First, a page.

Arabic and Islamic Studies (BA)

Middle East Studies (MA)

The teaching programme of Oriental Languages and Cultures – specialisation Arabic and Islamic Studies/Middle East Studies – aims at educating people so they can speak with full knowledge about a complex region. The Middle East occupies an important place in world affairs. Therefore, people who are familiar with the region, including through mastery of the various written and spoken languages of Arabic, are indispensable in today’s world. Hence, we offer a specialised programme that is based on in-depth knowledge of culture, politics, and society. Subjects are approached with a critical and inquiring mind and a special attention to interculturalism and language acquisition.

In the Arabic and Islamic Studies/Middle East Studies programme, you will learn various forms of Arabic, all of which remain equally topical: from Quranic to Media Arabic and from literary to Egyptian Arabic. Because of the importance of the Egyptian film industry, the political influence of Cairo, and the demographic weight of Egypt, Egyptian has long been one of the most widespread forms of spoken Arabic. Quranic, literary, and related forms of Arabic play a key role in the socio-cultural and political dynamics of the entire region, now and in the past. Media Arabic is the standard language used in Arabic-language newspapers, on radio and television, and – together with spoken languages – on social media. It is precisely the knowledge and mastery of this combination of language variations that will allow you to gain a complete, in-depth, and contextualised insight into the field of study.

Hence, language and text courses above all serve this greater purpose of opening up knowledge about the Middle East region. Through a domain-specific package, advanced language and text courses, and a research project you will develop an informed way of thinking about culture, politics, and society. In addition, the importance of broader cultural, regional, and global dimensions is emphasised through a specific curriculum.

At the end of your bachelor’s degree, you will have the opportunity to go to Cairo for one semester (12 weeks of teaching). This kind of stay not only offers a thorough immersion in the language, but also additional academic training and practical experience. In other words, it is a valuable addition to your future resume. In the master programme you can complement this experience with a second, more specialised stay in Cairo.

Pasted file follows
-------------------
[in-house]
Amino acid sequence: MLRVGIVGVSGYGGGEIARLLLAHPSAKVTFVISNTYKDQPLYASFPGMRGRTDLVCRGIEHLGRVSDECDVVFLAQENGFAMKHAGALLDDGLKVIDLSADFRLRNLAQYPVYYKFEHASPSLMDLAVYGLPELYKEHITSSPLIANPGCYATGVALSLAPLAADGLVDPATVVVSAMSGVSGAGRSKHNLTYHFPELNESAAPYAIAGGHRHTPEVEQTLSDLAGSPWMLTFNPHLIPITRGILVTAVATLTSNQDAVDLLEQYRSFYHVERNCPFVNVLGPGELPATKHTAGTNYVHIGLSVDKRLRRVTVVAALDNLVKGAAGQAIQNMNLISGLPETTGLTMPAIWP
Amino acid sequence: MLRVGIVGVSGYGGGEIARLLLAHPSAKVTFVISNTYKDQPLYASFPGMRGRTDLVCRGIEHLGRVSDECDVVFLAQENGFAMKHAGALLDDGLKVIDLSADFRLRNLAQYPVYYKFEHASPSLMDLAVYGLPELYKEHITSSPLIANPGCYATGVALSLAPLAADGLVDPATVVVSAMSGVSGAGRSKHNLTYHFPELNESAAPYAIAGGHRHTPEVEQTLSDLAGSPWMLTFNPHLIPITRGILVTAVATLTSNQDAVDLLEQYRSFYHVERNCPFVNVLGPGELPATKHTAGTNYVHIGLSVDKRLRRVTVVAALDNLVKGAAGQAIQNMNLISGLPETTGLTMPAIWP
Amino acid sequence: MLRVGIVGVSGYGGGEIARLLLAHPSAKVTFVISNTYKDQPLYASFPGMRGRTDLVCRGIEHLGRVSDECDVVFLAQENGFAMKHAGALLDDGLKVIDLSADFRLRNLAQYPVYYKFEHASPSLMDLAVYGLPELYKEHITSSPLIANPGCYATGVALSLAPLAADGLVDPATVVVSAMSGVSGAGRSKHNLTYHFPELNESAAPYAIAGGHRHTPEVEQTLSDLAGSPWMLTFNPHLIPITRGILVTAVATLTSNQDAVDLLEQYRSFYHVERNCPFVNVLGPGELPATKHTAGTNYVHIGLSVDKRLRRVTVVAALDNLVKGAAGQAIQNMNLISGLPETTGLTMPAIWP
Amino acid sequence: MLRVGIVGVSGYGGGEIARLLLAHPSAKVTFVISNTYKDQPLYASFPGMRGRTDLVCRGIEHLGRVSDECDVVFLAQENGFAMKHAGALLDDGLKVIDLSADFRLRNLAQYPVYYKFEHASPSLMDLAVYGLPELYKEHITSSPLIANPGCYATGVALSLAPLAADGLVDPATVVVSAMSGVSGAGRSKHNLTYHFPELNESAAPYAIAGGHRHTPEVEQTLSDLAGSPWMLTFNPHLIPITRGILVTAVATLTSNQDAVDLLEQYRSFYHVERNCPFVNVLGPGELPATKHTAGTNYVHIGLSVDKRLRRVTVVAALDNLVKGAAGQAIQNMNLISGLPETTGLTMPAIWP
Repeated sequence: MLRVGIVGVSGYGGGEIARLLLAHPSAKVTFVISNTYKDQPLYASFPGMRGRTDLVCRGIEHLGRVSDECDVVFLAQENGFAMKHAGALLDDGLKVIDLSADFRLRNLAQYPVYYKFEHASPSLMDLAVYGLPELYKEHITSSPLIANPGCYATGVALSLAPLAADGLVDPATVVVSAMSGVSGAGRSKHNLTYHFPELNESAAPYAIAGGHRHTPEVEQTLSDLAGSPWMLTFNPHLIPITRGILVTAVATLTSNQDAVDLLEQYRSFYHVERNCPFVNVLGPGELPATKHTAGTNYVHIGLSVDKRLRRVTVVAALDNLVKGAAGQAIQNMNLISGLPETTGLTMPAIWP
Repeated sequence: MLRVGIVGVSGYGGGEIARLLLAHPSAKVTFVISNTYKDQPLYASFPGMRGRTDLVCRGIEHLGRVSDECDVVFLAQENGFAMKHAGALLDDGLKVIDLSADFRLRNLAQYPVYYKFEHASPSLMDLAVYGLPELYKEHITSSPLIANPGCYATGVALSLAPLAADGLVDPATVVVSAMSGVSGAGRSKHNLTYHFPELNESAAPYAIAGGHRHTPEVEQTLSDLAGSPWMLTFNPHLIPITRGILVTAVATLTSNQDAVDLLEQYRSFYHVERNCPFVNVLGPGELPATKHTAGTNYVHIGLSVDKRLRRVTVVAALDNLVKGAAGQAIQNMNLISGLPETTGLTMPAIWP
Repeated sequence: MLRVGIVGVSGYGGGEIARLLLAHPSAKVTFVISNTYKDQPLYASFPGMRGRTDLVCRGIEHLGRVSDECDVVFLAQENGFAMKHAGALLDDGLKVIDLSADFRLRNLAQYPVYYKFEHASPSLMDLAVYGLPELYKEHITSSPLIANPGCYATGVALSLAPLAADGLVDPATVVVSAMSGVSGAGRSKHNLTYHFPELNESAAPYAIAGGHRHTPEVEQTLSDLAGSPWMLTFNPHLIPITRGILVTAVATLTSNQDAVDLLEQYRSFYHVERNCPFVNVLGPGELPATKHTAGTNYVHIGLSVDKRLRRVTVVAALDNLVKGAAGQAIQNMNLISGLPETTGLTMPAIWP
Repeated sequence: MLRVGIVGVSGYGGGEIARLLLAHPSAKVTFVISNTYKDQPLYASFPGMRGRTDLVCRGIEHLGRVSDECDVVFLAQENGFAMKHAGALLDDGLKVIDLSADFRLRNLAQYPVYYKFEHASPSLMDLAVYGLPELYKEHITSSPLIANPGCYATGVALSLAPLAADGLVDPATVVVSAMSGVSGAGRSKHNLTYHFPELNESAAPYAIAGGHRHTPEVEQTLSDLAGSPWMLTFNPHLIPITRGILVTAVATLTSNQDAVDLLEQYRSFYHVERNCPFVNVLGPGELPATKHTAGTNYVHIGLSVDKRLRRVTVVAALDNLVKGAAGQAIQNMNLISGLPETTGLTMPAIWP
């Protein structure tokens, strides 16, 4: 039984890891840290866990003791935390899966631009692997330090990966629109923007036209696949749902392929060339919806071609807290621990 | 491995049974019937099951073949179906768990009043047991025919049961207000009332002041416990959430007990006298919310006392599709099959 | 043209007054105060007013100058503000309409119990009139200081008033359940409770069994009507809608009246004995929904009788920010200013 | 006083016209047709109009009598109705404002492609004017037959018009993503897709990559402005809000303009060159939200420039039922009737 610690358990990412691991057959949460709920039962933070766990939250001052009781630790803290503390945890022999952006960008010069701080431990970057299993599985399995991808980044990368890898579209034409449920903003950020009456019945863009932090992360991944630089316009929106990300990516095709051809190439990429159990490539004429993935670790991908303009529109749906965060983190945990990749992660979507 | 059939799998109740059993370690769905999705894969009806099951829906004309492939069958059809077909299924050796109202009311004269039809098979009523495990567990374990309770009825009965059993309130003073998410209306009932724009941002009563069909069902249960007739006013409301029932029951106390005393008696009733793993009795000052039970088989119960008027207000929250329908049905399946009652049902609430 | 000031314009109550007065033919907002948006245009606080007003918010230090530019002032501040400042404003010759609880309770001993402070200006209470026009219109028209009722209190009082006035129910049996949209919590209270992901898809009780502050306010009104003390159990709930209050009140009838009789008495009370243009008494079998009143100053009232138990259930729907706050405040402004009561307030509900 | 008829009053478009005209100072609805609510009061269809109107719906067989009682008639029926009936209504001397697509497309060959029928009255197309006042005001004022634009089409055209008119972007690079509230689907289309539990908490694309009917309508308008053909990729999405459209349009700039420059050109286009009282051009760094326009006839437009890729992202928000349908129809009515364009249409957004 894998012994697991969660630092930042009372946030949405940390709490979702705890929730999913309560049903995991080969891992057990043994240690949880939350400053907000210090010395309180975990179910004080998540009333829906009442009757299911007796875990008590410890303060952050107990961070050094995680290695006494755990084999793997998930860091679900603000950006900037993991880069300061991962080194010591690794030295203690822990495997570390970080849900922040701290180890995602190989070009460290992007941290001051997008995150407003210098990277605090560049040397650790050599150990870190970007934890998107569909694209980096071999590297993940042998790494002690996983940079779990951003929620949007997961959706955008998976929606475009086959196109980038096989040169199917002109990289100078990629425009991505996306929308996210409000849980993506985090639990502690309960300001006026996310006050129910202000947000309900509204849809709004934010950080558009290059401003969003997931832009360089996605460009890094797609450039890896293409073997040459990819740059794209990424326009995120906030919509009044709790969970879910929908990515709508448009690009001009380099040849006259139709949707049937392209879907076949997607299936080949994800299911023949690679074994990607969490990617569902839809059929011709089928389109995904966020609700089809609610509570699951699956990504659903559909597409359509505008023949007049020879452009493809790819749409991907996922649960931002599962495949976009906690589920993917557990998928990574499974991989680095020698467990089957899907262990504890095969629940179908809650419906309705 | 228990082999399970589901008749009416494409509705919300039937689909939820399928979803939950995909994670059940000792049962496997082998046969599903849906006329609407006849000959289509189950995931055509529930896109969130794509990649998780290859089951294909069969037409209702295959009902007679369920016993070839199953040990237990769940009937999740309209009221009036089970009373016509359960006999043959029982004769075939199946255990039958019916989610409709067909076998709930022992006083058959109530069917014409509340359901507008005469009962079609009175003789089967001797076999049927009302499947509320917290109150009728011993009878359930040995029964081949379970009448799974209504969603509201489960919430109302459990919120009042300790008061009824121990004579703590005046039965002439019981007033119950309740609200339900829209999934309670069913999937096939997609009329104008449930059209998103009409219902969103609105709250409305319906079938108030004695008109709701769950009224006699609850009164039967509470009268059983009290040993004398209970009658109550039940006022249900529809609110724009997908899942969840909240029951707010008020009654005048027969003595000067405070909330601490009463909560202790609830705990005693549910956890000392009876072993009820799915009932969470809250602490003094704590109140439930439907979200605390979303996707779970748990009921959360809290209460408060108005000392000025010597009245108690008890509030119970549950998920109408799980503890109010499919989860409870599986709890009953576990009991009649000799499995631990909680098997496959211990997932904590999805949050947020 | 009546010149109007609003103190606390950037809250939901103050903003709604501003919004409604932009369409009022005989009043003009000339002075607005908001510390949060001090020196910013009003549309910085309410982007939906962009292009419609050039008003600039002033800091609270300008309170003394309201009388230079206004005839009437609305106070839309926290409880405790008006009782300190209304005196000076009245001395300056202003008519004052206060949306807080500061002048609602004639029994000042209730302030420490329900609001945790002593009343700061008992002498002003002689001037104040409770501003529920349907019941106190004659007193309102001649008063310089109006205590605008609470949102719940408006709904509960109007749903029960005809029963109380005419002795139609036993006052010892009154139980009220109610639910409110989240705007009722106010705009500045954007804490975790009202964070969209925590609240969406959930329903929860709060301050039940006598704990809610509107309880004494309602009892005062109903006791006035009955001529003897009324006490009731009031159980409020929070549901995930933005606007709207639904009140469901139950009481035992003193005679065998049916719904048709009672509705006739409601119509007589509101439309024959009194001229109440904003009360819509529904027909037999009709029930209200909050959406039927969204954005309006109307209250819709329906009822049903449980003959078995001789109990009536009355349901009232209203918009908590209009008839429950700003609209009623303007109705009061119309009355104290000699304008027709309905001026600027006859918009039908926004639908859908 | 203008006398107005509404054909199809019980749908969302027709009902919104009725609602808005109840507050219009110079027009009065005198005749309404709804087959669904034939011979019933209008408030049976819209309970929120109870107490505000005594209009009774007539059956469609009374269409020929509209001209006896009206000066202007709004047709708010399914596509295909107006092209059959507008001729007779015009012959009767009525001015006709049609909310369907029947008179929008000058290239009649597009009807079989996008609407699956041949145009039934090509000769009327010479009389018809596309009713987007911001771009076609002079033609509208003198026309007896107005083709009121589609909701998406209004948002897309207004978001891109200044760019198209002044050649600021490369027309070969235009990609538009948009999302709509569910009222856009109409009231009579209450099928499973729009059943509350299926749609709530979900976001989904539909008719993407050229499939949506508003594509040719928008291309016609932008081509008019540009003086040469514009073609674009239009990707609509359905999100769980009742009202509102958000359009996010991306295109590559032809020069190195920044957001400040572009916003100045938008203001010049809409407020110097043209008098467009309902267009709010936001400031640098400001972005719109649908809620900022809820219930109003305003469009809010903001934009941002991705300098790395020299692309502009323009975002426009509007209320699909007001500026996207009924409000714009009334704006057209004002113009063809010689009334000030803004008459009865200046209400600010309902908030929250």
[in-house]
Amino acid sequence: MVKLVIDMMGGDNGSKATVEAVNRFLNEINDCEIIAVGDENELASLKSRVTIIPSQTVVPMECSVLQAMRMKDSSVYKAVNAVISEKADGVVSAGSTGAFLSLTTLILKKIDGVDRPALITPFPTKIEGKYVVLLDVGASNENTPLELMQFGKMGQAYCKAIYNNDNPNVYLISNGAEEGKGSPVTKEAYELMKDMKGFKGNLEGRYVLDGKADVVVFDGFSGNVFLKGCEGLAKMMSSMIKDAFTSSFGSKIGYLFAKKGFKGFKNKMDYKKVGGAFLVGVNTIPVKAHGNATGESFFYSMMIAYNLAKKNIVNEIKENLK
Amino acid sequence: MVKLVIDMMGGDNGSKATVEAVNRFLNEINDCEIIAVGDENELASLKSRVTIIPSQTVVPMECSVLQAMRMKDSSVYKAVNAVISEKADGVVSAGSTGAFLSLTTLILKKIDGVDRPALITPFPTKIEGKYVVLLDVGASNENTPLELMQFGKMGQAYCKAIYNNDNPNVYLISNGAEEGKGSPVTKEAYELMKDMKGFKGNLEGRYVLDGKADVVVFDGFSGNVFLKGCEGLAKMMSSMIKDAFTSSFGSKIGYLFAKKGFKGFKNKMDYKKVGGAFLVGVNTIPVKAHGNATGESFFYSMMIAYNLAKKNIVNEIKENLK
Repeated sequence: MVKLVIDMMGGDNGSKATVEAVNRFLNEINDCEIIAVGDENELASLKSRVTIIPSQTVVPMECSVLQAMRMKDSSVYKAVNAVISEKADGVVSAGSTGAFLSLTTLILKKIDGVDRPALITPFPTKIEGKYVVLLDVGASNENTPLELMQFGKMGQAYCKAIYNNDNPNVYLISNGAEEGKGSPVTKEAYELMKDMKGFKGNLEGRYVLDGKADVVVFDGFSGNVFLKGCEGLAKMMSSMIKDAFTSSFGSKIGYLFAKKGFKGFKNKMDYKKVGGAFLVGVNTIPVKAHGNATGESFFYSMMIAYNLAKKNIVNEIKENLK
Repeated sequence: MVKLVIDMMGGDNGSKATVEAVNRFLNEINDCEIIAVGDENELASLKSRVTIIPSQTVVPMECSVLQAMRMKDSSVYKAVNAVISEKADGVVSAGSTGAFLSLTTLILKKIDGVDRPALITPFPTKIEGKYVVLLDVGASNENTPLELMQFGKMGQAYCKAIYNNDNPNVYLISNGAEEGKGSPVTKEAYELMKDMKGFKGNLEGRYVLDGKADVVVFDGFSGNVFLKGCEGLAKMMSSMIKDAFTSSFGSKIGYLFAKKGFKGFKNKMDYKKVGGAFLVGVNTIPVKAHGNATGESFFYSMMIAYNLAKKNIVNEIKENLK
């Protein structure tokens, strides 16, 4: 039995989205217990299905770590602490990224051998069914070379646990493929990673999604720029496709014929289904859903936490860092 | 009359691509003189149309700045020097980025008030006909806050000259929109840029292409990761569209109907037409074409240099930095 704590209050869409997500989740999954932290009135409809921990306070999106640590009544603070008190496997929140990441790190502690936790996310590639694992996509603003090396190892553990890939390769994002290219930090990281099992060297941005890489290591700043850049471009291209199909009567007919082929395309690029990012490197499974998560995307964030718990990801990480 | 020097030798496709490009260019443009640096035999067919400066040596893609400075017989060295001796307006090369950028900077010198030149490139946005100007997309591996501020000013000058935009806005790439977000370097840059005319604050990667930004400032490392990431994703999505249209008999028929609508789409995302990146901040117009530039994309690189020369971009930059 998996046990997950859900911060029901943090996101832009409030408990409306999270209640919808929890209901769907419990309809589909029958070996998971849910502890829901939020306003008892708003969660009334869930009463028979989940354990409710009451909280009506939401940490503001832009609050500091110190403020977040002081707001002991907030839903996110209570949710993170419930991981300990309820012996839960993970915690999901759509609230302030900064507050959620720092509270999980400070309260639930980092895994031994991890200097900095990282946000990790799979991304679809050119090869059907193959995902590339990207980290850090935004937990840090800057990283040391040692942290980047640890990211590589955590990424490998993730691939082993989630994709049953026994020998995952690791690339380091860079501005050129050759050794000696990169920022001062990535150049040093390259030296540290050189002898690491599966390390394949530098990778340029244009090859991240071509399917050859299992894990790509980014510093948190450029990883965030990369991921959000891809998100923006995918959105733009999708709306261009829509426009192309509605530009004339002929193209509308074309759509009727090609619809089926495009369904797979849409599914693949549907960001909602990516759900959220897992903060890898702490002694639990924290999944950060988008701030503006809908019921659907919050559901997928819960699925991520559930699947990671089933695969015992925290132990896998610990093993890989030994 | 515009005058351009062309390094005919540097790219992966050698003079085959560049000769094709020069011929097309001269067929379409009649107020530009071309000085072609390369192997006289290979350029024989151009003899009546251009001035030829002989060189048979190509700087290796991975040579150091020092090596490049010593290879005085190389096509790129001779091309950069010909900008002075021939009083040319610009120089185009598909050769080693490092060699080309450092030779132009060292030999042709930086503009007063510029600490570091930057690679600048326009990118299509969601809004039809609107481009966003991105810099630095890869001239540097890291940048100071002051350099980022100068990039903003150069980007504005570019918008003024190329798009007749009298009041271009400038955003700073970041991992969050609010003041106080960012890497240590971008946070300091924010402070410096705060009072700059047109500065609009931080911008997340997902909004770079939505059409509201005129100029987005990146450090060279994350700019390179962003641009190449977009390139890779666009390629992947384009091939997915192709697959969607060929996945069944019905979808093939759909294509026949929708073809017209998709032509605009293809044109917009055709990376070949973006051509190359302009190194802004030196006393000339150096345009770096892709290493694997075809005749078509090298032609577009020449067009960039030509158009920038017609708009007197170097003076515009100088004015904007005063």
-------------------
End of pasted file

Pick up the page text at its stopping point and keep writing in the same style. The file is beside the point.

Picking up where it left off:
In the second year of your bachelor, you choose a ‘minor’. Minors are coherent packages of course units from a discipline other than your own, and is intended to broaden your own programme. The programme offers a number of fixed minors that take the labour market and possible further education into account: Political and Social Sciences, Globalisation and Diversity, Economics and Business Administration, or another Eastern language and culture, e.g. Turkish. You choose a minor that matches your field of interest or your own research.

Want to continue studying after the bachelor’s programme?

  • Master in Middle East Studies (within Oriental Languages and Cultures): the subsequent two-year master programme; the most obvious choice.
  • Educational Master in Languages and Cultures: the specific teacher training master programme
  • Non-connecting master: it is possible to obtain a (second) master degree in another, related area of study, for example on the basis of your minor. This is often accompanied by a preparatory programme. Common choices are the master’s programmes Conflict and Development, Gender and Diversity, International Relations and Diplomacy (UA), etc.
  • Other possibilities after the master: postgraduate, doctorate, etc.

Bachelor of Arts in Oriental Languages and Cultures (Arabic and Islamic Studies)

Master of Arts in Oriental Languages and Cultures (Middle East Studies)